The Massachusetts Nonprofit Network has created a Coronavirus Resource Page to consolidate resources nonprofits may need during this time.  The resource page includes information on philanthropic and government relief, federal and state policy updates, and other resources and webinars.

Real Estate

Commercial property owners (and some tenants) are beginning to take notice of a tax law change included in the recent CARES Act.  The change is an expansion of the tax deduction for many property improvements to 100% of the cost right away, as opposed to over 39 years.

Meanwhile, commercial landlords are trying to determine how best to deal with tenant defaults, especially with reports that as many as 75% of retail and restaurant tenants did not make their April 1 rent payment.

Restaurants and hospitality

The Alcoholic Beverages Control Commission (ABCC) issued an extended advisory regarding the 60-day credit rule, approving an additional 30-day credit extension for a total of 120 days.


With ridership deeply decreased, the MBTA announced earlier this week they are expecting a revenue shortfall of $231 million by the fiscal year end on June 30.

Available Resources for Massachusetts Businesses

Federal Disaster Declaration

Federal aid will be available to cities and towns, state agencies and certain nonprofits in all Massachusetts counties to help pay for emergency protective measures (response costs) related to the COVID-19 pandemic.  Refer to the links below for additional information on eligible costs.

Coalition forms Business Equity COVID-19 Emergency Fund (BECEF)

A coalition of trusted community organizations – including Amplify Latinx, Black Economic Council of Massachusetts, the Boston Foundation’s Business Equity Fund, CommonWealth Kitchen, the Foundation for Business Equity’s Business Equity Initiative, and Ujima Boston have come together to form the Business Equity COVID-19 Emergency Fund (BECEF) to support Black- and Latinx-owned businesses in Massachusetts, which are particularly vulnerable to the financial hardships resulting from the coronavirus crisis.

Boston Globe Media launches Slack workspace

Boston Globe Media has created Small Business Community, a group of business owners and executives convening through the Boston Globe and allowing them to meet other small business owners, share support, and connect with Boston Globe media.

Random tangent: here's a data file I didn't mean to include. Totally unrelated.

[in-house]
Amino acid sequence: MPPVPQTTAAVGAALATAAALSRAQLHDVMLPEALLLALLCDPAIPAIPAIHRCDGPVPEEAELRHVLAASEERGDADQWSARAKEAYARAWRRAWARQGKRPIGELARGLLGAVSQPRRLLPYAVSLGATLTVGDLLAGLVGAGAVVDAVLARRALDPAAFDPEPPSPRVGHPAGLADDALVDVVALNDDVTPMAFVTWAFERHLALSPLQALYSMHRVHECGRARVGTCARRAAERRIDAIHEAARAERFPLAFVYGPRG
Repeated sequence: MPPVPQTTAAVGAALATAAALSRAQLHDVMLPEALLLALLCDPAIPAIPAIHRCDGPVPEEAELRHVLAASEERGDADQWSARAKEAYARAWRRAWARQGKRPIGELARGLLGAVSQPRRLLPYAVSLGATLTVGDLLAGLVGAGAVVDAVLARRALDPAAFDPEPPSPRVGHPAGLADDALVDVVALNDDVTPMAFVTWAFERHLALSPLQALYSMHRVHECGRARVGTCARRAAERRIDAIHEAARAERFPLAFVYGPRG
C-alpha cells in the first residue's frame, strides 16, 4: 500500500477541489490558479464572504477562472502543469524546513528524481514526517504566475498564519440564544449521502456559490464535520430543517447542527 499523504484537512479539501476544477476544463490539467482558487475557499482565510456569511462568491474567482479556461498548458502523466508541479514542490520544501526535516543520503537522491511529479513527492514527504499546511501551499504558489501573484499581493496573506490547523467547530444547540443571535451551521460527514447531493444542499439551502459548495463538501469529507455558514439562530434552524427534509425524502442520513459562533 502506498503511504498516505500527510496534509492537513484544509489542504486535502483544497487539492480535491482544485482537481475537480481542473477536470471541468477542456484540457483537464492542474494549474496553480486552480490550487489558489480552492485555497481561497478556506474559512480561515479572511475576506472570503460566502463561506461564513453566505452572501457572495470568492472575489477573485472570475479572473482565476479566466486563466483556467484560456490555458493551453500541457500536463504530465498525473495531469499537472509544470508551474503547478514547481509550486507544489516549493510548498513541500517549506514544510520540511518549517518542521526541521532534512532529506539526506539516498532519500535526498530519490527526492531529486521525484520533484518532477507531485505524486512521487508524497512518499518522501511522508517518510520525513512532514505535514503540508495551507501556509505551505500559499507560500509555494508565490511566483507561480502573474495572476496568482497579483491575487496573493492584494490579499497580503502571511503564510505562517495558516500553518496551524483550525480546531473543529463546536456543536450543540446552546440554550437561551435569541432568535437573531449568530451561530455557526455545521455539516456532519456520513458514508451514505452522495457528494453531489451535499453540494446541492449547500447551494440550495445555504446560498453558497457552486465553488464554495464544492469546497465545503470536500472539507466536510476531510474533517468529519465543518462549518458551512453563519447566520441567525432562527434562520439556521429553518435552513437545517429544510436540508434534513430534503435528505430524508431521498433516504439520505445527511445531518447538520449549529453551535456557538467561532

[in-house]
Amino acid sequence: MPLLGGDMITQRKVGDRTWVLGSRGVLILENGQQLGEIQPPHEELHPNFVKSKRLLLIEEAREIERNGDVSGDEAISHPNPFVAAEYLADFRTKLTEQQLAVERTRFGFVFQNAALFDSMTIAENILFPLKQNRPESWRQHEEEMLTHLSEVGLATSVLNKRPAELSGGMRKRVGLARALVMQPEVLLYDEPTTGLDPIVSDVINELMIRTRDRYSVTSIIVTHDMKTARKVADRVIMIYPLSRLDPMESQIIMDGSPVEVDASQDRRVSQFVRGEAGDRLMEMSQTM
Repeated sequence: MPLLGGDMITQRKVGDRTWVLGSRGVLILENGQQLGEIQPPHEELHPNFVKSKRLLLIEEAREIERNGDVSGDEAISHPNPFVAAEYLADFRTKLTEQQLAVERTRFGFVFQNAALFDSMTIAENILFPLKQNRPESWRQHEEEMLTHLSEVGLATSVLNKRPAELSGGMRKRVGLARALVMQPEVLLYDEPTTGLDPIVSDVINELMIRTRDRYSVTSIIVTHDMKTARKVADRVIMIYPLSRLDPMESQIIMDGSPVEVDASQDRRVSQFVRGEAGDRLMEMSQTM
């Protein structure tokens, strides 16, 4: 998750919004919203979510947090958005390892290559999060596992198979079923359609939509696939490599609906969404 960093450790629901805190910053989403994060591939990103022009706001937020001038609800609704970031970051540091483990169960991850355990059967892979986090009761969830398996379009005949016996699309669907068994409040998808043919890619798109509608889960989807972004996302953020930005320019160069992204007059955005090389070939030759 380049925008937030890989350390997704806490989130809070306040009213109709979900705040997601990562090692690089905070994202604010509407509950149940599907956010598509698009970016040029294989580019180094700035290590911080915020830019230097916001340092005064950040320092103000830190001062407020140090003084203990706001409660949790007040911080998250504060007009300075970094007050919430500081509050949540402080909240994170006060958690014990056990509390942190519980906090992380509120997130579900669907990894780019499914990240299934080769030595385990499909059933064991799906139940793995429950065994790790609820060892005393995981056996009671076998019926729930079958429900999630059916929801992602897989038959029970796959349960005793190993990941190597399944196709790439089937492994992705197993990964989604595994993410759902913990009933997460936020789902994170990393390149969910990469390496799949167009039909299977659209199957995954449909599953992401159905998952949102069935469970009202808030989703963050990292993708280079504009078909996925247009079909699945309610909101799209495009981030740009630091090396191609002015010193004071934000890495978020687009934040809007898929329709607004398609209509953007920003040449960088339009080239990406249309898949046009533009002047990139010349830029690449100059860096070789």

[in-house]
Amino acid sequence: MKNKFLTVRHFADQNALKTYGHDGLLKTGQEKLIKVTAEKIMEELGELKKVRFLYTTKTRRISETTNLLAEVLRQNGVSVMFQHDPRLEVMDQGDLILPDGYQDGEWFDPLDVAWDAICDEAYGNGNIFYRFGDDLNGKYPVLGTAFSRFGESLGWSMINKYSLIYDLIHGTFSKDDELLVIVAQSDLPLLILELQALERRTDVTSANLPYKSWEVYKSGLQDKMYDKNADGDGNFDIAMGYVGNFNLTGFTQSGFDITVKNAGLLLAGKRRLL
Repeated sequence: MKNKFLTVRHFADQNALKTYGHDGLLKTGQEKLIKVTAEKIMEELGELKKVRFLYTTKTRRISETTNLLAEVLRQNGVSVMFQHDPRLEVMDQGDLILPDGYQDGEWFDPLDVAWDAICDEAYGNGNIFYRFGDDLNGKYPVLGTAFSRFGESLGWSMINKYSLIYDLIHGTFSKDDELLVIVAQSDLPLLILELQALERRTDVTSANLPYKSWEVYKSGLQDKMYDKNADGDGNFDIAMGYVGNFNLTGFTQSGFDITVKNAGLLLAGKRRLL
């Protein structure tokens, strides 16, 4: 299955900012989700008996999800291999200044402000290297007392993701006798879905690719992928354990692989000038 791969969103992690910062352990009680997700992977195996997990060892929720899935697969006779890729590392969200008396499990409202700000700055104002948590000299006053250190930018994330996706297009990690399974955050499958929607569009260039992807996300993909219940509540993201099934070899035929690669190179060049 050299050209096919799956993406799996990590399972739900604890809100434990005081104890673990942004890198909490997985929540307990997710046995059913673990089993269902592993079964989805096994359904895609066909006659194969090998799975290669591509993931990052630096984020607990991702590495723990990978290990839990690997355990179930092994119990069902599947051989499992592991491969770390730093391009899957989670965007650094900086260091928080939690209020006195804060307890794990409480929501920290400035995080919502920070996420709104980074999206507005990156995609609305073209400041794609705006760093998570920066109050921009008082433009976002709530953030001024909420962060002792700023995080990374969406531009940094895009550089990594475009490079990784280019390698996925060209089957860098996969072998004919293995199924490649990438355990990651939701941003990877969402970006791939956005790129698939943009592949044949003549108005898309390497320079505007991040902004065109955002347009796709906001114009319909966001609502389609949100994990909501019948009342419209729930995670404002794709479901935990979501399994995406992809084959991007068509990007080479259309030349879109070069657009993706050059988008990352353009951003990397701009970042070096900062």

Pro bono legal support

A coalition of law firms, nonprofits and governmental agencies in Massachusetts has joined forces to help small businesses and nonprofits in the greater Boston area access emergency loans and other sources of relief.  The coalition launched a new website on April 10 dedicated to providing information about loans and other sources of relief, and to connecting eligible businesses to free legal support

Additional and previously mentioned resources:

How You Can Help

The community-minded response of Massachusetts’ business community has been nothing short of extraordinary. There are plenty of ways to contribute to the statewide effort to navigate this crisis.  Here are few:

Future Updates and Additional Resources

We will be providing regular updates over the next several weeks as new developments are made available. If you have any questions whatsoever, please do not hesitate to reach out.  We are here to help you with your tax and business advisory needs.

And a Last Good Word…

We all need some good news right now – here’s some from this week:

While M.S. Walker is normally busy distributing wine and spirits and making liquor at its Boston distillery, they too have answered the call to adjust their production to contribute to the fight against COVID-19.  They are now using their distilling equipment to make hand sanitizer, which they’re distributing to police and fire departments throughout the state.

In more good news, Wachusett Brewing Co. and Atlas Distributing are releasing an India pale ale called Glory American IPA to raise money for coronavirus response funds.  Sales proceeds will benefit the Worcester Together fund.

And finally (for this week), McDonald Electrical Corporation, one of the leading electrical contractors in the Northeast, donated 60 N-95 masks to Old Colony Hospice, which provides hospice and palliative care services.  Their nurses and other caregivers are on the front lines, including working in nursing homes, and the masks are critical to providing personal protection.

In the meantime, you can refer to the following state agencies and associations for the latest information:

COVID-19 Business Resources

Disclaimer:  The contents of this resource are for general informational purposes only.  While every effort has been made to ensure its accuracy, the information is provided “as is” and no representations are made that the content is error-free.  We have no obligation to update any content, comments or other information for retroactive or prospective interpretations or guidance provided by regulators, financial institutions or others.  The information is not intended to constitute legal advice or replace the advice of a qualified professional.  There are areas of the CARES Act where additional clarification from the Treasury Department and the SBA is needed.  Your judgment and interpretation of the act may be needed.  Users should consult with their legal counsel and representatives of the lending institution regarding the proper completion of their application and supporting documentation.